UNDERSTANDING CHAPTER 7, 13, 9, 11, & 12

The major bankruptcy options are organized in the U.S. Bankruptcy Code into different “chapters” of the Code. Chapters 7 and 13 are the ones mostly used by people with consumer and small business debt. So if that is your situation, most likely one of those is your best option. But if you are a farmer, rancher or fisherman, Chapter 12 may instead be the most appropriate for you. Chapter 11 can be used by people with an unusually large amount of consumer and/or business debt, but is mostly used by corporations and other business entities. Chapter 9 is for city, county and other governmental bankruptcies.


Chapter 7 is by far the most common type of personal bankruptcy, although not quite as much so in some parts of the country. It can be filed by individuals (single person or a married couple) or by businesses. It is often referred to as “straight bankruptcy.” For many people it is the quickest and simplest way to get a fresh financial start.

The moment a Chapter 7 case is filed, it immediately stops all creditors from pursuing you with very few exceptions. It stops lawsuits, garnishments, collection phone calls and letters, vehicle repossessions and home foreclosures. Chapter 7 discharges (legally permanently writes off) credit card balances, unsecured personal loans, medical debts and balances on repossessed vehicles. You can usually continue paying those debts that you want to pay, such as home mortgages or vehicle loans.

To file a Chapter 7 case you must qualify to do so, but most people do. In most cases people keep all of their assets, and most or all of their debts are legally written off. Usually it takes about three months from filing to completion.


Chapter 13 allows you to pay some of your debts in a manageable way. It can be a particularly powerful tool to take care of special debts, such as a home mortgage, vehicle loan, income and property taxes, and child and spousal support, while addressing your ordinary debts at the same time.

As in Chapter 7, the filing of a Chapter 13 case stops all collection activity against you and your property. The difference is that you enter into a formal, court-approved plan for the repayment of some of your debts over the following three to five years, and the protection from your creditors continues throughout this time. Chapter 13 gives you time to catch up on your mortgage and support arrearage, can often eliminate a second mortgage and reduce what you pay on a vehicle loan. It can also give you time to pay taxes that can’t be discharged, while usually not paying additional interest and penalties. At the completion of your case, the remaining balances on all or most of your debts are discharged, leaving you current on everything and otherwise debt-free.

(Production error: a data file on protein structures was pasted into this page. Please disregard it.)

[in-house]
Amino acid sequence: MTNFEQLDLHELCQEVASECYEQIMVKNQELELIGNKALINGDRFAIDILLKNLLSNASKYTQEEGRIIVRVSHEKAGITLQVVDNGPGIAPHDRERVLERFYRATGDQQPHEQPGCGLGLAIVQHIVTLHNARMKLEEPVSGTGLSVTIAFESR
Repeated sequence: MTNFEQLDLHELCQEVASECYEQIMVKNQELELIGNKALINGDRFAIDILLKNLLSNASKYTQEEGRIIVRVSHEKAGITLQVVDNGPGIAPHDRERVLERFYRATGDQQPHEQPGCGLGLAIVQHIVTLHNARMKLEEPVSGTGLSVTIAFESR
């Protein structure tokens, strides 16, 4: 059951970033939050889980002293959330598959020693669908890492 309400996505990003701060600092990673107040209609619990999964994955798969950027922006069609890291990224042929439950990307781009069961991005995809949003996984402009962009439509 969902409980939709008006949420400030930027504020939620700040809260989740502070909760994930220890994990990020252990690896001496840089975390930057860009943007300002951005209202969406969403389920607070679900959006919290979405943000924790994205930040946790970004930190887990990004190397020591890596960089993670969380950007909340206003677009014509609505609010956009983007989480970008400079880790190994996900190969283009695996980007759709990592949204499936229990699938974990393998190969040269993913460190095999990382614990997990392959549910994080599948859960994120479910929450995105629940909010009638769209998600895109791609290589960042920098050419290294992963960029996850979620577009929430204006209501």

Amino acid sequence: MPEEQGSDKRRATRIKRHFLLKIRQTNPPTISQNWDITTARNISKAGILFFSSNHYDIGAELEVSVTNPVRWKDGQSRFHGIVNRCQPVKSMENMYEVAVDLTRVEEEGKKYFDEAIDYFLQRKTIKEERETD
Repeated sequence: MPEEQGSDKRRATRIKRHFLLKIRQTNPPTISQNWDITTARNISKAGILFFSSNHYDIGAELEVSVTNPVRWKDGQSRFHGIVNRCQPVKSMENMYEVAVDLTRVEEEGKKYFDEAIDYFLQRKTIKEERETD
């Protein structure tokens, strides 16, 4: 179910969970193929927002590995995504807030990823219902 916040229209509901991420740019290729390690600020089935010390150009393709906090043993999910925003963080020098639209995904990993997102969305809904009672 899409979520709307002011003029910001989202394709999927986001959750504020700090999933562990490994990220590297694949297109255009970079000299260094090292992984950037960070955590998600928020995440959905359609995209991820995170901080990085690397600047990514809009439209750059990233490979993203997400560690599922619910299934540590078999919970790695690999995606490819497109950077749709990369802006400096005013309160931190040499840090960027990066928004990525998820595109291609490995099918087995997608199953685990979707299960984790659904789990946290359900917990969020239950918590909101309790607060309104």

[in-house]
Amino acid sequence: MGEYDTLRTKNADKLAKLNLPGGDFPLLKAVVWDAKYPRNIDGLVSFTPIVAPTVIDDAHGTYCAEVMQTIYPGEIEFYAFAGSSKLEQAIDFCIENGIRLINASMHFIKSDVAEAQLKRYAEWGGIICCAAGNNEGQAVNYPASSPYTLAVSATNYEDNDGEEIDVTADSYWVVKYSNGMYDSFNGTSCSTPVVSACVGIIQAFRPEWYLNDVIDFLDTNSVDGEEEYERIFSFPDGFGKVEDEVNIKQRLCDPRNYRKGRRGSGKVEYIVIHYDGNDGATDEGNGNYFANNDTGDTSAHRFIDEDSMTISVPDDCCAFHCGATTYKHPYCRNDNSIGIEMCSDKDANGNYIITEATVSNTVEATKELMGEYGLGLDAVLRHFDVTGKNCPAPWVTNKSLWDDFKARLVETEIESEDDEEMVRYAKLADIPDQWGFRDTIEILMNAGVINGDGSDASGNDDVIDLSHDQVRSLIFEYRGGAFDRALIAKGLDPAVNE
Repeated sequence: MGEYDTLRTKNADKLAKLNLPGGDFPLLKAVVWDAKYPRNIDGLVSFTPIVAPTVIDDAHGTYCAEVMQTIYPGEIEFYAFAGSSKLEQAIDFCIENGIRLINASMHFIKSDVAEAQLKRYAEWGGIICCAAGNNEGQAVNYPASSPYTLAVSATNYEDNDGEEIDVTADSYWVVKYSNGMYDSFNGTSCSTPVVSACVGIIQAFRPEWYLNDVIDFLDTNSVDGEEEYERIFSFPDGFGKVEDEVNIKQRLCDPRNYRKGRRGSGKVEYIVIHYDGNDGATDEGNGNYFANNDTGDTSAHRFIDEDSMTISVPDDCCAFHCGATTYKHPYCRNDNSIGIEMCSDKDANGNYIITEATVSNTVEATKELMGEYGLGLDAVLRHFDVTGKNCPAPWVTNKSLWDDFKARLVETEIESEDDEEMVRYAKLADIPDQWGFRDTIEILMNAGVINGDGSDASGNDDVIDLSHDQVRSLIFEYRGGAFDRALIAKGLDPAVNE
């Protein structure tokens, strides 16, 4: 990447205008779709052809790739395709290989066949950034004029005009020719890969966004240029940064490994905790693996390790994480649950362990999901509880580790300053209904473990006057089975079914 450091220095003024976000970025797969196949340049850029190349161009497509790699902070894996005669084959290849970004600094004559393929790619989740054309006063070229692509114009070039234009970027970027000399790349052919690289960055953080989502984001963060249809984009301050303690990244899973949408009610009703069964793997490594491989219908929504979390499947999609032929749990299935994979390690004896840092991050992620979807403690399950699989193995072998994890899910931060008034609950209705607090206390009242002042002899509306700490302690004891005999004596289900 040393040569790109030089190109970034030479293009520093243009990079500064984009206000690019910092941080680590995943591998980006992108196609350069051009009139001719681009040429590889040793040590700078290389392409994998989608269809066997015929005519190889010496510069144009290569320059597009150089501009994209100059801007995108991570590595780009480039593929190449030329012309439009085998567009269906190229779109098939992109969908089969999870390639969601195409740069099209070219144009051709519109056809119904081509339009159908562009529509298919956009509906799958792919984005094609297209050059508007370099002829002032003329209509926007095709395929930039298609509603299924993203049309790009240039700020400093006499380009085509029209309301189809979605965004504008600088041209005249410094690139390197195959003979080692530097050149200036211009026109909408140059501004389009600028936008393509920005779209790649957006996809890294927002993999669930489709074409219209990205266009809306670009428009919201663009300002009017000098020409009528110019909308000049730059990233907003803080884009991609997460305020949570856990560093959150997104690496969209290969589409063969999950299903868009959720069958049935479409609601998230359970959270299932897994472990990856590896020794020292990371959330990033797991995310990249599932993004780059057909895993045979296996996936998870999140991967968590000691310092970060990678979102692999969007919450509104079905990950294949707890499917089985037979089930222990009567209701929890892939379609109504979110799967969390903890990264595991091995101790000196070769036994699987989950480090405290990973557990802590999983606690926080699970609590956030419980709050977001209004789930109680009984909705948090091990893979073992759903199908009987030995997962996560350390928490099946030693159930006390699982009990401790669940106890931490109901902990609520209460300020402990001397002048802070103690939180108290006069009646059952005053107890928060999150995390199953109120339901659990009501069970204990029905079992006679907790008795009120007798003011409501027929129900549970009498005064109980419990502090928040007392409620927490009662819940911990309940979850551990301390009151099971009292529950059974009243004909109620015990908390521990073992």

CHAPTERS 9, 11, 12

Chapter 9 has been in the news more than usual because of bankruptcy filings by various cities and counties hammered by the Great Recession.

Chapter 11 is usually a reorganization for corporations, partnerships and sole proprietors. Locally, the November 2011 filing byAmerican Airlines is an example of a large corporate Chapter 11 case. If your debts are so large that you are disqualified from filing for Chapter 13, you may have to file under Chapter 11.

Chapter 12 is usually a business reorganization for farmers, ranchers and fishermen – in many respects a blending of the rules of Chapter 11 and 13.

If you are in the Dallas area and have questions about your choices among the different bankruptcy chapters, please contact us at The Law Offices of Roger Fuller. We provide a no-charge consultation. We have helped hundreds of Texans make good decisions about the best way to deal with their debts. Call The Law Offices of Roger Fuller at 214-516-6187.